In 1830 the Lead Smelting House lease was drawn up between Sir Charles Lemon and William Penrose of Tregie and R. & W. Michell (a Truro partnership with an interest in the Calenick Tin Smelting Works, also suppliers of mining accessories) but on 28th March 1838 (according to the monumental tablet in Feock Church) William Penrose died suddenly and the lease was changed The Michells continued, Juliana, the Widow, took William's place and William Stephens joined them. The copy of the lease in the Whitford papers is engrossed the Penpol Head Smelting Works.
An accident reported in the West Briton on May list 1840 gives a picture of the works. 'On Tuesday evening last, Mr. Trewhella, clerk to Mr. Knight, brewer in Truro, was returning from Point when his horse fell over a plank projecting in the road in front of the smelting works - he was severely injured - but prompt assistance - gives hope of recovery. The place is dangerous at any time, but the road having been repaired with slag from the furnaces, its boundaries are very indistinct, and at night the danger is increased by sudden flashes of light when the fire is stirred".
A school must have been established in connection with the works, because in the report of the Trelissick Tea Treat (W. B. l. 7. 1848) "The scholars from the school at Point, established by Mr. Michell on the British & Foreign system, came in Waggons with banners'. The first Penny Readings were held in support of the library connected with the School. "Mr. H. B. Champion, the manager, for the opening reading selected a beautiful tale Written by Mr. John Harris, the Cornish poet, entitled 'Nat Moss' which was exceedingly well received. All the other pieces elicited the approval of all concerned. The readings will be continued fortnightly".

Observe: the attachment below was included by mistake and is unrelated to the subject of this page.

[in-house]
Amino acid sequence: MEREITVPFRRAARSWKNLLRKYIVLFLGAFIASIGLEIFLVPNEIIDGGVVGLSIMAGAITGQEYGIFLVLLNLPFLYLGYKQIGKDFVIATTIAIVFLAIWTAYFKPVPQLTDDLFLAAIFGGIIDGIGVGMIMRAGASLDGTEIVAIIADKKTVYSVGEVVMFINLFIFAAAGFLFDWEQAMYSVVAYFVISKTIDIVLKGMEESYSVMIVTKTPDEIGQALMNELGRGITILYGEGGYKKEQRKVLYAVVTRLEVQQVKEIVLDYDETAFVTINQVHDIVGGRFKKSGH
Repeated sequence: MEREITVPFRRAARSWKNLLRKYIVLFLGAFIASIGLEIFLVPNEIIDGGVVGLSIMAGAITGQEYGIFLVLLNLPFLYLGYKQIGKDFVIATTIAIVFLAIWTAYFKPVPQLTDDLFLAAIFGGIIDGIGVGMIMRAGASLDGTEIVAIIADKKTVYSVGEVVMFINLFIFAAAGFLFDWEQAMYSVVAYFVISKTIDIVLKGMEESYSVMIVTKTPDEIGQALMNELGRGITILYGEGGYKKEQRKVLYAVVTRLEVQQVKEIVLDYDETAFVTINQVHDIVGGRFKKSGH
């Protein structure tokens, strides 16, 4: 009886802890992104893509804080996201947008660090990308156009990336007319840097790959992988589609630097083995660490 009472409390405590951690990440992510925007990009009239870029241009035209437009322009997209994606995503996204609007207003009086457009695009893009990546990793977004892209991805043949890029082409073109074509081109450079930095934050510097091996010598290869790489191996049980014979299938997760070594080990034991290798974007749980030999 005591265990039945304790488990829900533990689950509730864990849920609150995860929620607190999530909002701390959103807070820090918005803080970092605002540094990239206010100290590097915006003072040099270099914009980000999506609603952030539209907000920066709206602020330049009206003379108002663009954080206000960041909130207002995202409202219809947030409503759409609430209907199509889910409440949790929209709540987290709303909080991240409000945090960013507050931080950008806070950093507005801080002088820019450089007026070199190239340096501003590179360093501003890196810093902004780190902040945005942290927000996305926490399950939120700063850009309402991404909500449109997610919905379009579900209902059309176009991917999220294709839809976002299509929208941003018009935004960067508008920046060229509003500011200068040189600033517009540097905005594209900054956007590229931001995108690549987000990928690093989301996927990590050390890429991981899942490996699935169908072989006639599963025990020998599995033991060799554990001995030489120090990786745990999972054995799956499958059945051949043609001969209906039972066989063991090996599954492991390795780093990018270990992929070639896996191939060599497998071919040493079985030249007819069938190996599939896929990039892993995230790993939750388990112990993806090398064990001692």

In 1870 and 1880 there are other leases between Arthur Tremayne of Carclew (Sir Charles Lemon died in l868) and the London based Penpoll Tim Smelting Company, who had possession of all the land running down to the creek, together with the bone mill and the upper mill pool, except for a piece of land retained "for the purpose of building a schoolroom.